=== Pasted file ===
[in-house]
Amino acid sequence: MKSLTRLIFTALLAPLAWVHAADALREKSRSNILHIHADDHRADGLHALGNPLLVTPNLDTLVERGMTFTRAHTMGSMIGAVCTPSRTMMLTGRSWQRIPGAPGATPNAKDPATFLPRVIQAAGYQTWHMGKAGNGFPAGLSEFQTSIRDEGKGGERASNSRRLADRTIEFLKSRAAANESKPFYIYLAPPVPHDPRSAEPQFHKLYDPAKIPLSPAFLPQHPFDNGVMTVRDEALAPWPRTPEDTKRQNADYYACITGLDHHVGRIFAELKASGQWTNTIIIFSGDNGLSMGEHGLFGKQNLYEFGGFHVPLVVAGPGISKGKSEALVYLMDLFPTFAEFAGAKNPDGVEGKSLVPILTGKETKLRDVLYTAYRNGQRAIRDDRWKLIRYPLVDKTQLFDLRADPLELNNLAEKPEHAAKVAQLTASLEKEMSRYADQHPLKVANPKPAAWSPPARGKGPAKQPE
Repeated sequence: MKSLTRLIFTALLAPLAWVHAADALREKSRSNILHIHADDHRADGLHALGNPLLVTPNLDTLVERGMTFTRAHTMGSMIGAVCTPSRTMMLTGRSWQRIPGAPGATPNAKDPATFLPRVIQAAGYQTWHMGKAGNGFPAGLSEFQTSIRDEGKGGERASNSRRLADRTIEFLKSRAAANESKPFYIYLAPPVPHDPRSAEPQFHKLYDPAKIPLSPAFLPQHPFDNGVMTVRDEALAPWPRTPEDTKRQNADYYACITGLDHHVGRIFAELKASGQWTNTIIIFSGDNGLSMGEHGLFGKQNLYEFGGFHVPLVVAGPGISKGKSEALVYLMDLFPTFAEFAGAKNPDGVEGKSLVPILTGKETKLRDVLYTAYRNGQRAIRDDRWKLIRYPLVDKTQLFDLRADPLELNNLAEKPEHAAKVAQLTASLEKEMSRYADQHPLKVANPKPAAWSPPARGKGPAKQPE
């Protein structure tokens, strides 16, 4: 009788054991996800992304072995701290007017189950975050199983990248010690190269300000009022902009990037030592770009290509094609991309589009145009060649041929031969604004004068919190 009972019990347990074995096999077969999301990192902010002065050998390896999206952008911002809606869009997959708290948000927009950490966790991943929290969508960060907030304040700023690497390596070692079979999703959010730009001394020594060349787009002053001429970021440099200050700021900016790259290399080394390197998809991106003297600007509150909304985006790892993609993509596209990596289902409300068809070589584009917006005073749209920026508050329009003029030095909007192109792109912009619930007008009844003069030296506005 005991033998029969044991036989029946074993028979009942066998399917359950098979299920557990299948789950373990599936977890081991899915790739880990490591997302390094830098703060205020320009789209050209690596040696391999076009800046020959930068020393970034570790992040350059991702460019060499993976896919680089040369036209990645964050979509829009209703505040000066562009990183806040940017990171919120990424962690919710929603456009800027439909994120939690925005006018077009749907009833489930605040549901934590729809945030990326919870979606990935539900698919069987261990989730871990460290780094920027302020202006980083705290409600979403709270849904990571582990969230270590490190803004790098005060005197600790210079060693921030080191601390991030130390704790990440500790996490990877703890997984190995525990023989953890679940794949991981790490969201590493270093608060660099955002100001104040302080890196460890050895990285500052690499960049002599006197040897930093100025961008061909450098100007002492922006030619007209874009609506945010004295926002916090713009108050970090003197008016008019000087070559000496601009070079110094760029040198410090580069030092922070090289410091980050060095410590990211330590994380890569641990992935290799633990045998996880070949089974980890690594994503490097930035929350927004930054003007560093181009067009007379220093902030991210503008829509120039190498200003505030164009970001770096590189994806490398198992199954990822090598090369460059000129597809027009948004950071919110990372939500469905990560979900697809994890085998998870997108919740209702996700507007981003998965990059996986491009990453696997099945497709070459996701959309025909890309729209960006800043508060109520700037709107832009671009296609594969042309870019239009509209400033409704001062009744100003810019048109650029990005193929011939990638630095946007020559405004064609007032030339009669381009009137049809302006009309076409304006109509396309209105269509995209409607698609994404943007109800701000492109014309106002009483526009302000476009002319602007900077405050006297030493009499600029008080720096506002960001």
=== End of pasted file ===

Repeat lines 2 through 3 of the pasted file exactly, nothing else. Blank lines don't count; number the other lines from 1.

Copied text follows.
Amino acid sequence: MKSLTRLIFTALLAPLAWVHAADALREKSRSNILHIHADDHRADGLHALGNPLLVTPNLDTLVERGMTFTRAHTMGSMIGAVCTPSRTMMLTGRSWQRIPGAPGATPNAKDPATFLPRVIQAAGYQTWHMGKAGNGFPAGLSEFQTSIRDEGKGGERASNSRRLADRTIEFLKSRAAANESKPFYIYLAPPVPHDPRSAEPQFHKLYDPAKIPLSPAFLPQHPFDNGVMTVRDEALAPWPRTPEDTKRQNADYYACITGLDHHVGRIFAELKASGQWTNTIIIFSGDNGLSMGEHGLFGKQNLYEFGGFHVPLVVAGPGISKGKSEALVYLMDLFPTFAEFAGAKNPDGVEGKSLVPILTGKETKLRDVLYTAYRNGQRAIRDDRWKLIRYPLVDKTQLFDLRADPLELNNLAEKPEHAAKVAQLTASLEKEMSRYADQHPLKVANPKPAAWSPPARGKGPAKQPE
Repeated sequence: MKSLTRLIFTALLAPLAWVHAADALREKSRSNILHIHADDHRADGLHALGNPLLVTPNLDTLVERGMTFTRAHTMGSMIGAVCTPSRTMMLTGRSWQRIPGAPGATPNAKDPATFLPRVIQAAGYQTWHMGKAGNGFPAGLSEFQTSIRDEGKGGERASNSRRLADRTIEFLKSRAAANESKPFYIYLAPPVPHDPRSAEPQFHKLYDPAKIPLSPAFLPQHPFDNGVMTVRDEALAPWPRTPEDTKRQNADYYACITGLDHHVGRIFAELKASGQWTNTIIIFSGDNGLSMGEHGLFGKQNLYEFGGFHVPLVVAGPGISKGKSEALVYLMDLFPTFAEFAGAKNPDGVEGKSLVPILTGKETKLRDVLYTAYRNGQRAIRDDRWKLIRYPLVDKTQLFDLRADPLELNNLAEKPEHAAKVAQLTASLEKEMSRYADQHPLKVANPKPAAWSPPARGKGPAKQPE